I’ve also found the viewer comments and questions to be really interesting. They cue to me what the general public is confused about. But I’ve also found that many people have a really nuanced and deep curiosity about brain science. It’s been a real pleasure to see that.”

This is a reposting of my Scope blog story, courtesy of Stanford School of Medicine.

How does media multitasking affect the mind?

Image by Mohamed Hassan

Imagine that you’re working on your computer, watching the Warriors game, exchanging texts and checking Facebook. Sound familiar? Many people simultaneously view multiple media streams every day.

Over the past decade, researchers have been studying the relationship between this type of heavy media multitasking and cognition to determine how our media use is shaping our minds and brains. This is a particularly critical question for teenagers, who use technology for almost 9 hours every day on average, not including school-related use.

Many studies have examined the cognitive performance in young adults using a variety of task-based cognitive tests — comparing the performance of heavy and light multitaskers. According to a recent review article, these studies show that heavy media multitaskers perform significantly worse, particularly when the tasks require sustained, goal-oriented attention.

For example, a pivotal study led by Anthony Wagner, PhD, a Stanford professor of psychology and co-author of the review article, developed a questionnaire-based media multitasking index to identify the two groups — based on the number of media streams a person juggles during a typical media consumption hour, as well as the time spent on each media. Twelve media forms were included, ranging from computer games to cell phone calls.

The team administered their questionnaire and several standard cognitive tests to Stanford students. In one series of tests, the researchers measured the working memory capabilities of 22 light multitaskers and 19 heavy multitaskers. Working memory is the mental post-it note used to keep track of information, like a set of simple instructions, in the short term.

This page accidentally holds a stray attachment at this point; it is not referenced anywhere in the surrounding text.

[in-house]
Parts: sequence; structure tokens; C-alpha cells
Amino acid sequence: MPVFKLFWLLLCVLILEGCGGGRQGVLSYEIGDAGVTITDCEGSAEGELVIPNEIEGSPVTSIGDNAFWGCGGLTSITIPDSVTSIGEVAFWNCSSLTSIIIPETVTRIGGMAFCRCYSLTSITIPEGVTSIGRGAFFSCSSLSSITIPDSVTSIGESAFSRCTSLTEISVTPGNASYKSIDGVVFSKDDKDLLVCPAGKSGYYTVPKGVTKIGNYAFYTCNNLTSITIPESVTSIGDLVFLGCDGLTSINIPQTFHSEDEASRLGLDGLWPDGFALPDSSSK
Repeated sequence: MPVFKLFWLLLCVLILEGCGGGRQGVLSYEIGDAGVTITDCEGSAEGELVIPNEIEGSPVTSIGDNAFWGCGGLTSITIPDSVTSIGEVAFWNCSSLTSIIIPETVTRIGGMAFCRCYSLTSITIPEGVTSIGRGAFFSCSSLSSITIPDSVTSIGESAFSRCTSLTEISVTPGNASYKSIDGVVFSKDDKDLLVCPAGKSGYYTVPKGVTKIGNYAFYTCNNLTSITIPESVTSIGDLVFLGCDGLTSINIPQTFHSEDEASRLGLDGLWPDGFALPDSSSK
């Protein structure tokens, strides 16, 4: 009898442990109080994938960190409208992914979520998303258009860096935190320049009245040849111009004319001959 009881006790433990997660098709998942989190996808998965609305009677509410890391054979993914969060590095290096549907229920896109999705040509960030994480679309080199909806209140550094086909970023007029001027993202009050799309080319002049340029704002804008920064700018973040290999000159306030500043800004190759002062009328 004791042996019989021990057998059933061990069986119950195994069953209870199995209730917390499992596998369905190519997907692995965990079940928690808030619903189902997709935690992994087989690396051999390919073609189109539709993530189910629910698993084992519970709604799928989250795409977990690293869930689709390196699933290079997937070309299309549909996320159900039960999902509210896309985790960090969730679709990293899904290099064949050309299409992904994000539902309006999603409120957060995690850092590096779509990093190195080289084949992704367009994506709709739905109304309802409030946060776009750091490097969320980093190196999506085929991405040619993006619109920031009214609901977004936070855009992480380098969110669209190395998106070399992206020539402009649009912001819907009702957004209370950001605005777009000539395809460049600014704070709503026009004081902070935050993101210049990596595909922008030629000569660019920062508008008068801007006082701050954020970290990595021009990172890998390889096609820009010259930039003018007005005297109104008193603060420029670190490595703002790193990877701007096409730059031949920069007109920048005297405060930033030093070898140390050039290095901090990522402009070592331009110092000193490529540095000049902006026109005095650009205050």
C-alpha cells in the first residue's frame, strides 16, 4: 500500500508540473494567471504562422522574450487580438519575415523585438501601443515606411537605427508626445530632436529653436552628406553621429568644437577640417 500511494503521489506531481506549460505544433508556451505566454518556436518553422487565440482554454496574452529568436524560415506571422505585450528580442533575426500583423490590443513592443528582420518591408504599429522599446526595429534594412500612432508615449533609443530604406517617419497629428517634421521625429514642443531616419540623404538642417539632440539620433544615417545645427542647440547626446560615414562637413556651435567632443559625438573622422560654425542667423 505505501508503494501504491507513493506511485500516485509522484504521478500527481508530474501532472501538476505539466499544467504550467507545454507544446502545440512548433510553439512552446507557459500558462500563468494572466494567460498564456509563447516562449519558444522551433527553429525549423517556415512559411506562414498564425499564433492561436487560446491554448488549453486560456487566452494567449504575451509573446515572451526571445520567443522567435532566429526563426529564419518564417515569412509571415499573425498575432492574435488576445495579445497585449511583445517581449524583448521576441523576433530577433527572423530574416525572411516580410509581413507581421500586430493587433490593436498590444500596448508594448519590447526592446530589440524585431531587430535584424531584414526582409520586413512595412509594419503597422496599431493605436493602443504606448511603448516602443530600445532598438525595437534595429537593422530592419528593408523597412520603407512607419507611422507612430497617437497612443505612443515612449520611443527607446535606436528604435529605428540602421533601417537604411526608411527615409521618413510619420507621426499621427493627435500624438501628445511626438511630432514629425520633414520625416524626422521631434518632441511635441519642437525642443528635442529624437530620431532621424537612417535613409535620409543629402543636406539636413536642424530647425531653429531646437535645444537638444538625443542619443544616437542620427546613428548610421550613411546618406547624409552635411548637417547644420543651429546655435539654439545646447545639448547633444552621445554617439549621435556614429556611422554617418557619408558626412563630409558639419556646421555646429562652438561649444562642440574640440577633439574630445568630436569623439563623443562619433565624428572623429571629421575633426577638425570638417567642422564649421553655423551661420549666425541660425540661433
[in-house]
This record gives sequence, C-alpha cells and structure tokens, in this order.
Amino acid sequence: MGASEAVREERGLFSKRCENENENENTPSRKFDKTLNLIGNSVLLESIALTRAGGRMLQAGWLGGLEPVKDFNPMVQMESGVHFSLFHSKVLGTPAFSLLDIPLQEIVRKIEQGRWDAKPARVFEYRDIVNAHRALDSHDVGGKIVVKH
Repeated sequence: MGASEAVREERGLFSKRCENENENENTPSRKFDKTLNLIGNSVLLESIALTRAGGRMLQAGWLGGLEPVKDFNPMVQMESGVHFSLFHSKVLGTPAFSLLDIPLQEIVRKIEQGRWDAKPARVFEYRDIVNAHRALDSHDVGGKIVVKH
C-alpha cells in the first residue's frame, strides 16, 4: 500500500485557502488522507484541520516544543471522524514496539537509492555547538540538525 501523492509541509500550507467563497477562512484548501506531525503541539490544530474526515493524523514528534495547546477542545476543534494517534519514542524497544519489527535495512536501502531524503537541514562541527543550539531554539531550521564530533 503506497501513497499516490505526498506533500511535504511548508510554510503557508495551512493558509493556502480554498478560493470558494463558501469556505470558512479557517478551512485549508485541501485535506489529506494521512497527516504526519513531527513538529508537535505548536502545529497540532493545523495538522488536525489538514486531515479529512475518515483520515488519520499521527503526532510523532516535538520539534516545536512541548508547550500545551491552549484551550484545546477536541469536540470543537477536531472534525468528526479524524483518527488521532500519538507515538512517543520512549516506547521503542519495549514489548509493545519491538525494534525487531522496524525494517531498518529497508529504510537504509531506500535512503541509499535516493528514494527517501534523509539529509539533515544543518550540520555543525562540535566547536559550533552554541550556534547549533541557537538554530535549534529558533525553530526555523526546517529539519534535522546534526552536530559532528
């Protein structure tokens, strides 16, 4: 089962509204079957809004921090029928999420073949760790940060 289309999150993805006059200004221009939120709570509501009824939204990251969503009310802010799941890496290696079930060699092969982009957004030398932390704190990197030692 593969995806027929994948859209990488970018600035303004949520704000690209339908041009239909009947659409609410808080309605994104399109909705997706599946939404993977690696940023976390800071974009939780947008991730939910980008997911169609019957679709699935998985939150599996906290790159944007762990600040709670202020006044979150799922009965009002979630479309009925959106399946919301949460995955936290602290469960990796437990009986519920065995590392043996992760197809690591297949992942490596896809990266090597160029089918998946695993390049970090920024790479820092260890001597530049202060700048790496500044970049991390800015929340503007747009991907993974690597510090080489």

“In one test, we show a set of oriented blue rectangles, then remove them from the screen and ask the subject to retain that information in mind. Then we’ll show them another set of rectangles and ask if any have changed orientation,” described Wagner in a recent Stanford Q&A. “To measure memory capacity, we do this task with a different number of rectangles and determine how performance changes with increasing memory loads. To measure the ability to filter out distraction, sometimes we add distractors, like red rectangles that the subjects are told to ignore.”

Wagner also performed standard task-switching experiments in which the students viewed images of paired numbers and letters and analyzed them. The students had to switch back and forth between classifying the numbers as even or odd and the letters as vowels or consonants.

The Stanford study showed that heavy multitaskers were less effective at filtering out irrelevant stimuli , whereas light multitaskers found it easier to focus on a single task in the face of distractions.

Overall, this previous study is representative of the twenty subsequent studies discussed in the recent review article. Wagner and co-author Melina Uncapher, PhD, a neuroscientist at the University of California, San Francisco, theorized that lapses in attention may explain most of the current findings — heavy media multitaskers have more difficulty staying on task and returning to task when attention has lapsed than light multitaskers.

However, the authors emphasized that the large diversity of the current studies and their results raise more questions than they answer, such as what is the direction of causation? Does heavier media multitasking cause cognitive and neural differences, or do individuals with such preexisting differences tend towards more multitasking behavior? They said more research is needed.

Wagner concluded in the Q&A:

“I would never tell anyone that the data unambiguously show that media multitasking causes a change in attention and memory. That would be premature… That said, multitasking isn’t efficient. We know there are costs of task switching. So that might be an argument to do less media multitasking.”

This is a reposting of my Scope blog story, courtesy of Stanford School of Medicine